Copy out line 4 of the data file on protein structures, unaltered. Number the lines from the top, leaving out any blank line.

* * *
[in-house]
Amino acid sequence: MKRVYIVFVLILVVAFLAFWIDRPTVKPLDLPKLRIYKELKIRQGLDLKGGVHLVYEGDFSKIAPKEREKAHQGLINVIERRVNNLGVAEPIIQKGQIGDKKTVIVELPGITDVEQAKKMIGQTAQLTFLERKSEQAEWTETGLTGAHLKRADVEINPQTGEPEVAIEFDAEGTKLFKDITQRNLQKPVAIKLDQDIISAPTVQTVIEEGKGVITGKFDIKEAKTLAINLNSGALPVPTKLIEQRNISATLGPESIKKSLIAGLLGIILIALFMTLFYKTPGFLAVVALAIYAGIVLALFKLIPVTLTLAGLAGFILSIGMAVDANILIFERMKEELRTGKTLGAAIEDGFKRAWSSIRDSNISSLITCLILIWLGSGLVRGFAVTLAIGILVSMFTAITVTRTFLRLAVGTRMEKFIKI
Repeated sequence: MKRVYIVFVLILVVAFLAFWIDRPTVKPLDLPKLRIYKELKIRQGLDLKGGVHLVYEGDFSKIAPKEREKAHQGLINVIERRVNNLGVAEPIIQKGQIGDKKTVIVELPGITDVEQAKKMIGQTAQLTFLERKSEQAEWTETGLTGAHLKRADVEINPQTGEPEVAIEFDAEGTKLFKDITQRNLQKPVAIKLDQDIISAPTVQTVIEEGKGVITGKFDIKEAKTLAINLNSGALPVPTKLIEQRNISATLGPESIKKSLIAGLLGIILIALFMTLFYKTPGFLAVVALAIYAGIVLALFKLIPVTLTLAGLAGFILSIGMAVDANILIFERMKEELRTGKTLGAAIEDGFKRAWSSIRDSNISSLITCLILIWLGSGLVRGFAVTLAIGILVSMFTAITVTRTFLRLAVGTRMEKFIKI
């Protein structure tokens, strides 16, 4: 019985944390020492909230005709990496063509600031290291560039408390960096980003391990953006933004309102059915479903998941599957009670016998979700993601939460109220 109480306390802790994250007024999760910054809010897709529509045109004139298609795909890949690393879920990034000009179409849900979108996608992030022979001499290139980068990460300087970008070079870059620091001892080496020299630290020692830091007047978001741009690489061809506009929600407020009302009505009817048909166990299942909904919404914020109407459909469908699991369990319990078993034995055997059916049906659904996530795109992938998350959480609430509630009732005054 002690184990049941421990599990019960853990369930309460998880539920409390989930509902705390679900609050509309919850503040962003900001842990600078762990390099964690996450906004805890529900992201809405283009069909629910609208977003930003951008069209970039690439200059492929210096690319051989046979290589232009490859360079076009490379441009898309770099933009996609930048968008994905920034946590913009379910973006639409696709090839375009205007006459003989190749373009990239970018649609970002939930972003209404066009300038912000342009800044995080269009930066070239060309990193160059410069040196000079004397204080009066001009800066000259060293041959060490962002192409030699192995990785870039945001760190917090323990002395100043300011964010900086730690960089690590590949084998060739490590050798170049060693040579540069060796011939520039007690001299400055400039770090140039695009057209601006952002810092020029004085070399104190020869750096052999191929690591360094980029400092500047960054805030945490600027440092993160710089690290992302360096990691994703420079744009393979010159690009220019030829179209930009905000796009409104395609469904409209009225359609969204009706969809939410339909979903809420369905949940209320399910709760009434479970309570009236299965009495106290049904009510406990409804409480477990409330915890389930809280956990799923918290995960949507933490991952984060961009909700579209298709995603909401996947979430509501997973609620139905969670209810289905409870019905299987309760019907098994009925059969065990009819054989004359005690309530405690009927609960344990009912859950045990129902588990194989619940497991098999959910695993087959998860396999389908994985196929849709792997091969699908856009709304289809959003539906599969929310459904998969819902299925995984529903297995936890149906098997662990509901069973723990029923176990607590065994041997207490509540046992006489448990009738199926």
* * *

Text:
């Protein structure tokens, strides 16, 4: 019985944390020492909230005709990496063509600031290291560039408390960096980003391990953006933004309102059915479903998941599957009670016998979700993601939460109220 109480306390802790994250007024999760910054809010897709529509045109004139298609795909890949690393879920990034000009179409849900979108996608992030022979001499290139980068990460300087970008070079870059620091001892080496020299630290020692830091007047978001741009690489061809506009929600407020009302009505009817048909166990299942909904919404914020109407459909469908699991369990319990078993034995055997059916049906659904996530795109992938998350959480609430509630009732005054 002690184990049941421990599990019960853990369930309460998880539920409390989930509902705390679900609050509309919850503040962003900001842990600078762990390099964690996450906004805890529900992201809405283009069909629910609208977003930003951008069209970039690439200059492929210096690319051989046979290589232009490859360079076009490379441009898309770099933009996609930048968008994905920034946590913009379910973006639409696709090839375009205007006459003989190749373009990239970018649609970002939930972003209404066009300038912000342009800044995080269009930066070239060309990193160059410069040196000079004397204080009066001009800066000259060293041959060490962002192409030699192995990785870039945001760190917090323990002395100043300011964010900086730690960089690590590949084998060739490590050798170049060693040579540069060796011939520039007690001299400055400039770090140039695009057209601006952002810092020029004085070399104190020869750096052999191929690591360094980029400092500047960054805030945490600027440092993160710089690290992302360096990691994703420079744009393979010159690009220019030829179209930009905000796009409104395609469904409209009225359609969204009706969809939410339909979903809420369905949940209320399910709760009434479970309570009236299965009495106290049904009510406990409804409480477990409330915890389930809280956990799923918290995960949507933490991952984060961009909700579209298709995603909401996947979430509501997973609620139905969670209810289905409870019905299987309760019907098994009925059969065990009819054989004359005690309530405690009927609960344990009912859950045990129902588990194989619940497991098999959910695993087959998860396999389908994985196929849709792997091969699908856009709304289809959003539906599969929310459904998969819902299925995984529903297995936890149906098997662990509901069973723990029923176990607590065994041997207490509540046992006489448990009738199926």